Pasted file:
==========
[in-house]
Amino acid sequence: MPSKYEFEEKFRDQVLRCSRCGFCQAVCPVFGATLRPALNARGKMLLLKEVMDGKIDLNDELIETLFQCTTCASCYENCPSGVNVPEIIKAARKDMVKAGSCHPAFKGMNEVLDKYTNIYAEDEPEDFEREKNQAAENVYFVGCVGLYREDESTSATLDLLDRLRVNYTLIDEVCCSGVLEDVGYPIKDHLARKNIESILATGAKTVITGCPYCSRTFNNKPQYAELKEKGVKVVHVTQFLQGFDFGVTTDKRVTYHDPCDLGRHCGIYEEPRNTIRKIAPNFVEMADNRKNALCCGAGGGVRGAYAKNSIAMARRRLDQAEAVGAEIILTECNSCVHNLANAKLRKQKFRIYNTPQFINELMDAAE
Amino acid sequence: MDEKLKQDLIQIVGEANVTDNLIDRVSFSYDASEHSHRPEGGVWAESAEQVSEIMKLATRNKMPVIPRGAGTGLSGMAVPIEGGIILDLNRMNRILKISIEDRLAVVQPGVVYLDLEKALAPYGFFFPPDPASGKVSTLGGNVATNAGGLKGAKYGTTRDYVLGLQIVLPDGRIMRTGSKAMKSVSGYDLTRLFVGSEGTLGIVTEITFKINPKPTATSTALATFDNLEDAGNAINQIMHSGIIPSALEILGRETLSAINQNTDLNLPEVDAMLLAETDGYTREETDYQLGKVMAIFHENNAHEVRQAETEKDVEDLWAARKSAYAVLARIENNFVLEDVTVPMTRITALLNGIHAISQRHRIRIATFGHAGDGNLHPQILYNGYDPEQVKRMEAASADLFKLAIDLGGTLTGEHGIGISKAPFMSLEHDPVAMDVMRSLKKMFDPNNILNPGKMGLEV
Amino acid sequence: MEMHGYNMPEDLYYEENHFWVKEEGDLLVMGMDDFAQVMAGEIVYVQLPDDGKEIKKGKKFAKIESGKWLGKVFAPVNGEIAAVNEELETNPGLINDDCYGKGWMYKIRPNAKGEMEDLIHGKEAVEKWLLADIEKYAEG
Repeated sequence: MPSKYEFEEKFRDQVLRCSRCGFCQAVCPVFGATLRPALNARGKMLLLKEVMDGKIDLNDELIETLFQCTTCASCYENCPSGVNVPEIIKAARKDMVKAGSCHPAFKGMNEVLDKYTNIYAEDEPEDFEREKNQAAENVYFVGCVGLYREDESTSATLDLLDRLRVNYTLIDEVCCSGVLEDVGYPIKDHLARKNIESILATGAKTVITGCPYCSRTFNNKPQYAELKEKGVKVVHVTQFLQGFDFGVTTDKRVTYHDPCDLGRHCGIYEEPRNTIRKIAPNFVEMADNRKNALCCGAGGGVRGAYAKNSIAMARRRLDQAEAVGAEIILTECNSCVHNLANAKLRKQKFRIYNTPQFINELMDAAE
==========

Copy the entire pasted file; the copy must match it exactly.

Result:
[in-house]
Amino acid sequence: MPSKYEFEEKFRDQVLRCSRCGFCQAVCPVFGATLRPALNARGKMLLLKEVMDGKIDLNDELIETLFQCTTCASCYENCPSGVNVPEIIKAARKDMVKAGSCHPAFKGMNEVLDKYTNIYAEDEPEDFEREKNQAAENVYFVGCVGLYREDESTSATLDLLDRLRVNYTLIDEVCCSGVLEDVGYPIKDHLARKNIESILATGAKTVITGCPYCSRTFNNKPQYAELKEKGVKVVHVTQFLQGFDFGVTTDKRVTYHDPCDLGRHCGIYEEPRNTIRKIAPNFVEMADNRKNALCCGAGGGVRGAYAKNSIAMARRRLDQAEAVGAEIILTECNSCVHNLANAKLRKQKFRIYNTPQFINELMDAAE
Amino acid sequence: MDEKLKQDLIQIVGEANVTDNLIDRVSFSYDASEHSHRPEGGVWAESAEQVSEIMKLATRNKMPVIPRGAGTGLSGMAVPIEGGIILDLNRMNRILKISIEDRLAVVQPGVVYLDLEKALAPYGFFFPPDPASGKVSTLGGNVATNAGGLKGAKYGTTRDYVLGLQIVLPDGRIMRTGSKAMKSVSGYDLTRLFVGSEGTLGIVTEITFKINPKPTATSTALATFDNLEDAGNAINQIMHSGIIPSALEILGRETLSAINQNTDLNLPEVDAMLLAETDGYTREETDYQLGKVMAIFHENNAHEVRQAETEKDVEDLWAARKSAYAVLARIENNFVLEDVTVPMTRITALLNGIHAISQRHRIRIATFGHAGDGNLHPQILYNGYDPEQVKRMEAASADLFKLAIDLGGTLTGEHGIGISKAPFMSLEHDPVAMDVMRSLKKMFDPNNILNPGKMGLEV
Amino acid sequence: MEMHGYNMPEDLYYEENHFWVKEEGDLLVMGMDDFAQVMAGEIVYVQLPDDGKEIKKGKKFAKIESGKWLGKVFAPVNGEIAAVNEELETNPGLINDDCYGKGWMYKIRPNAKGEMEDLIHGKEAVEKWLLADIEKYAEG
Repeated sequence: MPSKYEFEEKFRDQVLRCSRCGFCQAVCPVFGATLRPALNARGKMLLLKEVMDGKIDLNDELIETLFQCTTCASCYENCPSGVNVPEIIKAARKDMVKAGSCHPAFKGMNEVLDKYTNIYAEDEPEDFEREKNQAAENVYFVGCVGLYREDESTSATLDLLDRLRVNYTLIDEVCCSGVLEDVGYPIKDHLARKNIESILATGAKTVITGCPYCSRTFNNKPQYAELKEKGVKVVHVTQFLQGFDFGVTTDKRVTYHDPCDLGRHCGIYEEPRNTIRKIAPNFVEMADNRKNALCCGAGGGVRGAYAKNSIAMARRRLDQAEAVGAEIILTECNSCVHNLANAKLRKQKFRIYNTPQFINELMDAAE